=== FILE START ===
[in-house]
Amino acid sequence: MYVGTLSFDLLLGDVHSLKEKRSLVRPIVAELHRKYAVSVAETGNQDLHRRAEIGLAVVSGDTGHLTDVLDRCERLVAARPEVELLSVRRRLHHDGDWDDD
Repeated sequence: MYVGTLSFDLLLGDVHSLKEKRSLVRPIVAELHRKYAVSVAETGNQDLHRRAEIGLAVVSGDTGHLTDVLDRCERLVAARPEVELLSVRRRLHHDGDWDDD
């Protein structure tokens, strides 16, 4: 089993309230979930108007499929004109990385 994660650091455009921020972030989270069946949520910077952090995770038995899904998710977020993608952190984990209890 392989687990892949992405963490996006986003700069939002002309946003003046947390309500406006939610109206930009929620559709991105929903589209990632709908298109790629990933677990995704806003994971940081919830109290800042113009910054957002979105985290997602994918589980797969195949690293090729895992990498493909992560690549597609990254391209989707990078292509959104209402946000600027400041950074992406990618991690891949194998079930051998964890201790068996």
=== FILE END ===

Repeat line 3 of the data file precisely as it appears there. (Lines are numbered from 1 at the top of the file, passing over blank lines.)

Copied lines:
Repeated sequence: MYVGTLSFDLLLGDVHSLKEKRSLVRPIVAELHRKYAVSVAETGNQDLHRRAEIGLAVVSGDTGHLTDVLDRCERLVAARPEVELLSVRRRLHHDGDWDDD